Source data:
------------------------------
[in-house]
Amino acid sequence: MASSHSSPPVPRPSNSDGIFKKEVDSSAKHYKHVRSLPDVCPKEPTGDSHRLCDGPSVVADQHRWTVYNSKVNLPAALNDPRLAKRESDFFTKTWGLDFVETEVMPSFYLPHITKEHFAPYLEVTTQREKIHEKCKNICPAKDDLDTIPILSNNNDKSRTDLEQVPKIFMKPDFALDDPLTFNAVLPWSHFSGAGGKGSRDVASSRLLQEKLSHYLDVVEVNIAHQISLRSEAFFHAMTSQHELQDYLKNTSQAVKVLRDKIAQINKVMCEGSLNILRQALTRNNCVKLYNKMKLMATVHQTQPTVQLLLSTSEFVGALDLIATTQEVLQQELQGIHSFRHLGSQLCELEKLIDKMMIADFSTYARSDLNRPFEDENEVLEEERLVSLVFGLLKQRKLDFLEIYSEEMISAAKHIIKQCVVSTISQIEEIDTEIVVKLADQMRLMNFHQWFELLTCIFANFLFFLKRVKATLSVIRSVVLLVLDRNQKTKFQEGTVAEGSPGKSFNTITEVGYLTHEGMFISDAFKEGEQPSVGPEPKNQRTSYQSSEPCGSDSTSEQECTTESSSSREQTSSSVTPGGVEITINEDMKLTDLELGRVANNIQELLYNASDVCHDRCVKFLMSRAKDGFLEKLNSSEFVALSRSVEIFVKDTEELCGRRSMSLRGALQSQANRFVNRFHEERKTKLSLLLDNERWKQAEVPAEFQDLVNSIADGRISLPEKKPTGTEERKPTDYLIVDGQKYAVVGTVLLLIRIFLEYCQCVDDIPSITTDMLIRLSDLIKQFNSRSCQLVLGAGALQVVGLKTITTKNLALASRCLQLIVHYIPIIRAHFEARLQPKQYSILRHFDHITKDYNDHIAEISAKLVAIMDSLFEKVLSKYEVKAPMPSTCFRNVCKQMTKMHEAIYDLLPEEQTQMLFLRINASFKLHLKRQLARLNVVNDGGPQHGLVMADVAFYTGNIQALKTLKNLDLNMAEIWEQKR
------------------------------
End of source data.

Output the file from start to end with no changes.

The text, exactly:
[in-house]
Amino acid sequence: MASSHSSPPVPRPSNSDGIFKKEVDSSAKHYKHVRSLPDVCPKEPTGDSHRLCDGPSVVADQHRWTVYNSKVNLPAALNDPRLAKRESDFFTKTWGLDFVETEVMPSFYLPHITKEHFAPYLEVTTQREKIHEKCKNICPAKDDLDTIPILSNNNDKSRTDLEQVPKIFMKPDFALDDPLTFNAVLPWSHFSGAGGKGSRDVASSRLLQEKLSHYLDVVEVNIAHQISLRSEAFFHAMTSQHELQDYLKNTSQAVKVLRDKIAQINKVMCEGSLNILRQALTRNNCVKLYNKMKLMATVHQTQPTVQLLLSTSEFVGALDLIATTQEVLQQELQGIHSFRHLGSQLCELEKLIDKMMIADFSTYARSDLNRPFEDENEVLEEERLVSLVFGLLKQRKLDFLEIYSEEMISAAKHIIKQCVVSTISQIEEIDTEIVVKLADQMRLMNFHQWFELLTCIFANFLFFLKRVKATLSVIRSVVLLVLDRNQKTKFQEGTVAEGSPGKSFNTITEVGYLTHEGMFISDAFKEGEQPSVGPEPKNQRTSYQSSEPCGSDSTSEQECTTESSSSREQTSSSVTPGGVEITINEDMKLTDLELGRVANNIQELLYNASDVCHDRCVKFLMSRAKDGFLEKLNSSEFVALSRSVEIFVKDTEELCGRRSMSLRGALQSQANRFVNRFHEERKTKLSLLLDNERWKQAEVPAEFQDLVNSIADGRISLPEKKPTGTEERKPTDYLIVDGQKYAVVGTVLLLIRIFLEYCQCVDDIPSITTDMLIRLSDLIKQFNSRSCQLVLGAGALQVVGLKTITTKNLALASRCLQLIVHYIPIIRAHFEARLQPKQYSILRHFDHITKDYNDHIAEISAKLVAIMDSLFEKVLSKYEVKAPMPSTCFRNVCKQMTKMHEAIYDLLPEEQTQMLFLRINASFKLHLKRQLARLNVVNDGGPQHGLVMADVAFYTGNIQALKTLKNLDLNMAEIWEQKR